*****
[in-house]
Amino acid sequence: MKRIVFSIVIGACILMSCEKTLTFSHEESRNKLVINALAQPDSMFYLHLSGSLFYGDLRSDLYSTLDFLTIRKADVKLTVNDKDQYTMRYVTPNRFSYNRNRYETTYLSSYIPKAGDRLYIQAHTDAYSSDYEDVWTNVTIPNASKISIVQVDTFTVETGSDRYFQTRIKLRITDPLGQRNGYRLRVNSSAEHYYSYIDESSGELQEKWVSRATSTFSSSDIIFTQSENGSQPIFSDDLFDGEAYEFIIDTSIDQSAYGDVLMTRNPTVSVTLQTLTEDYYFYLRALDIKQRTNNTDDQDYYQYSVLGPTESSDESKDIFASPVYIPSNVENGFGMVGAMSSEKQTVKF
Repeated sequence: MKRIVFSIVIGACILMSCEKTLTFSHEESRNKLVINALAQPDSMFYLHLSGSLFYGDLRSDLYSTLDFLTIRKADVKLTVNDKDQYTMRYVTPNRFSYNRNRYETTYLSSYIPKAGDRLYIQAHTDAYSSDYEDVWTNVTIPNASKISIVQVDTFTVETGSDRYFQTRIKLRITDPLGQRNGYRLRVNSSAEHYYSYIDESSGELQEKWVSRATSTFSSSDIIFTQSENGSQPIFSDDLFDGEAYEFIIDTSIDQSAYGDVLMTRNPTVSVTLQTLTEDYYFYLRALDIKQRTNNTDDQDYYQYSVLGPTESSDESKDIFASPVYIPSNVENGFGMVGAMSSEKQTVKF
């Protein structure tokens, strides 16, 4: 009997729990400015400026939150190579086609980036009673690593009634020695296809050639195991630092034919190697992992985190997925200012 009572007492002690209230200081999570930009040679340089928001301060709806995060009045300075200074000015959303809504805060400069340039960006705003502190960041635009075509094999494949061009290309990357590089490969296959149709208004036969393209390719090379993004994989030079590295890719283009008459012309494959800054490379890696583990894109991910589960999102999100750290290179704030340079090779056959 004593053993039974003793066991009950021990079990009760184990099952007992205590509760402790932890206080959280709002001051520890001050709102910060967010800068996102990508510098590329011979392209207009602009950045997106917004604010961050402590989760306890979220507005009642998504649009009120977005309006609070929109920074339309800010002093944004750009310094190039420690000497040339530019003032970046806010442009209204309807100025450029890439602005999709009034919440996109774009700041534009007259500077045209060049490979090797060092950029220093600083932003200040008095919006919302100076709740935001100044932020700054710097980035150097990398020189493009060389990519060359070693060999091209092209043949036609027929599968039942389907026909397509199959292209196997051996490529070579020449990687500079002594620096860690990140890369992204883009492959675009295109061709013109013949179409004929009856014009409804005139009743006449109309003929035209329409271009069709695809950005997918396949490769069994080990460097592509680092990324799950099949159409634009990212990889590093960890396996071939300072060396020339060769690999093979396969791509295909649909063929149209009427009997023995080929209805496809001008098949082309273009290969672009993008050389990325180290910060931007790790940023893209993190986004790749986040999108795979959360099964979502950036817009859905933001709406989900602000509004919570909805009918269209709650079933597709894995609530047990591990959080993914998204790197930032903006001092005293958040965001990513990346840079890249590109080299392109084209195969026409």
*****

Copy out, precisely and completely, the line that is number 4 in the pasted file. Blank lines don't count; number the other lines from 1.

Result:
């Protein structure tokens, strides 16, 4: 009997729990400015400026939150190579086609980036009673690593009634020695296809050639195991630092034919190697992992985190997925200012 009572007492002690209230200081999570930009040679340089928001301060709806995060009045300075200074000015959303809504805060400069340039960006705003502190960041635009075509094999494949061009290309990357590089490969296959149709208004036969393209390719090379993004994989030079590295890719283009008459012309494959800054490379890696583990894109991910589960999102999100750290290179704030340079090779056959 004593053993039974003793066991009950021990079990009760184990099952007992205590509760402790932890206080959280709002001051520890001050709102910060967010800068996102990508510098590329011979392209207009602009950045997106917004604010961050402590989760306890979220507005009642998504649009009120977005309006609070929109920074339309800010002093944004750009310094190039420690000497040339530019003032970046806010442009209204309807100025450029890439602005999709009034919440996109774009700041534009007259500077045209060049490979090797060092950029220093600083932003200040008095919006919302100076709740935001100044932020700054710097980035150097990398020189493009060389990519060359070693060999091209092209043949036609027929599968039942389907026909397509199959292209196997051996490529070579020449990687500079002594620096860690990140890369992204883009492959675009295109061709013109013949179409004929009856014009409804005139009743006449109309003929035209329409271009069709695809950005997918396949490769069994080990460097592509680092990324799950099949159409634009990212990889590093960890396996071939300072060396020339060769690999093979396969791509295909649909063929149209009427009997023995080929209805496809001008098949082309273009290969672009993008050389990325180290910060931007790790940023893209993190986004790749986040999108795979959360099964979502950036817009859905933001709406989900602000509004919570909805009918269209709650079933597709894995609530047990591990959080993914998204790197930032903006001092005293958040965001990513990346840079890249590109080299392109084209195969026409």